For the launch of our report on Aboriginal maternal and child health, our CEO, John G. Abbott, wrote an editorial piece called What makes a difference to Aboriginal health? The following is the editorial in full, which we have also distributed to news outlets across the country.
|Read the full report|
Many Canadians are aware that First Nations, Inuit, and Métis people have significantly worse health and more challenging living conditions than the larger Canadian population. In 2010, the Health Council of Canada began a multi-year project to learn about programs and strategies that have the potential to reduce these unacceptable health disparities between Aboriginal and non-Aboriginal Canadians.
In January and February 2011, the Health Council of Canada held seven cross-Canada sessions that brought together front-line workers, government representatives, researchers, and others to identify programs and services that are helping to improve the health care of expectant Aboriginal mothers and young children. Each region had its own specific topics and programs to bring forward, but there were some common threads of discussion across the country.
Today we released a report about what we heard for Canadians and governments, titled Understanding and Improving Aboriginal Maternal and Child Health in Canada. I’d like to highlight three important themes from this document.
First, embedded in many success stories we heard was the importance of rebuilding what was stripped from Aboriginal Peoples, such as knowledge of their language and traditions, pride in their culture, and self-determination. Participants expressed concern that many non-Aboriginal Canadians – including those who work in health care, child welfare services, and government offices – simply don’t understand or value the Aboriginal world view, and don’t understand how the multi-generational impact of colonialism and the residential school experiences have effected the entire culture. We heard about the importance of offering health care services that integrate mainstream Western medicine with traditional and culturally relevant Aboriginal practices. Front-line workers told us that a history of paternalistic treatment and racism, coupled with a continued lack of understanding, has created a sense of wariness among Aboriginal mothers they serve. Women can be afraid to seek out care because they’re afraid of racism, or of being judged for their lack of knowledge or behaviour. If they are treated insensitively, they may be reluctant to return.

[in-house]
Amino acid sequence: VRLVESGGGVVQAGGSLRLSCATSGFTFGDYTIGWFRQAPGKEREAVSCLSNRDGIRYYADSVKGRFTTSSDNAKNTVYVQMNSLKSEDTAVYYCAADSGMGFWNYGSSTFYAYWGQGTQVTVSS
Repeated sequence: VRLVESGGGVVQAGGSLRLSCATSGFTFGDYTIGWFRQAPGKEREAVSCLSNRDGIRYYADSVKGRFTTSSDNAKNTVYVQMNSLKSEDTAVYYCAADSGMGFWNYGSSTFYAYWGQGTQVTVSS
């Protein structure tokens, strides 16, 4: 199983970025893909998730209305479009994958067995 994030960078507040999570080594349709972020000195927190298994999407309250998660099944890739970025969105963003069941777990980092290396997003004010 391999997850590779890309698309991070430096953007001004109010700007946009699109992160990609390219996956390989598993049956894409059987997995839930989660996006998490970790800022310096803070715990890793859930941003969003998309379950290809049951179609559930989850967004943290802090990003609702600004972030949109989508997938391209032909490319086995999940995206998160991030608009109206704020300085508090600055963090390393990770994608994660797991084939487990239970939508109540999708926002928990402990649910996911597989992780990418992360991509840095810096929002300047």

Second, a number of successful programs have had to move beyond typical health care services to help Aboriginal women and families with other aspects of their lives, such as housing, social/emotional support, and education. The importance of education came up repeatedly at every regional session—specifically prenatal education, support for new parents, and preschool programs for young children. These early interventions help to lay a foundation for better lifelong physical and emotional health. Participants talked about the underlying issues of Aboriginal health at every regional session—factors such as poverty, addictions, family violence, self-esteem, and the intergenerational legacy of colonization and residential schools. They believed improving Aboriginal health required broader thinking and a more holistic approach. There are positive changes happening to address these factors in some communities and jurisdictions, but successful efforts are both tantalizing and frustrating to people in regions where change is moving more slowly.
Third, participants told us that politics, bureaucracy, and insufficient funding get in the way of their efforts to make things better. They told us that there are many programs and strategies that work to improve the health of expectant mothers and young children, but these good programs often lack stable, multi-year funding, or don't have enough funding to meet the needs of the population they serve. They said that governments start many great programs that are responsive to the needs of Aboriginal people, but then funding ends and many of the benefits are lost. They said they are frustrated that priorities and funding can shift with political agendas and changes in government; sometimes a good program will be dropped, retooled, and brought back a few years later. Several participants said they would like governments to recognize that new programs need time to develop, and perhaps even a generation to see evidence of success. In addition, funding applications and arrangements are often complicated and inflexible. Front-line workers are burning out in the process of trying to make programs work within these complexities.
Despite these issues, participants spoke positively about the many promising programs and strategies that they see making a difference in the lives of pregnant Aboriginal women and young children. While governments are looking at the bigger picture of Aboriginal relations, we encourage them to build on existing successes in maternal and child health by expanding programs that are clearly working and ensuring long-term, simplified funding arrangements.
As a country envied throughout the world, we owe it to our Aboriginal mothers and children to do better – for their sakes as well as ours.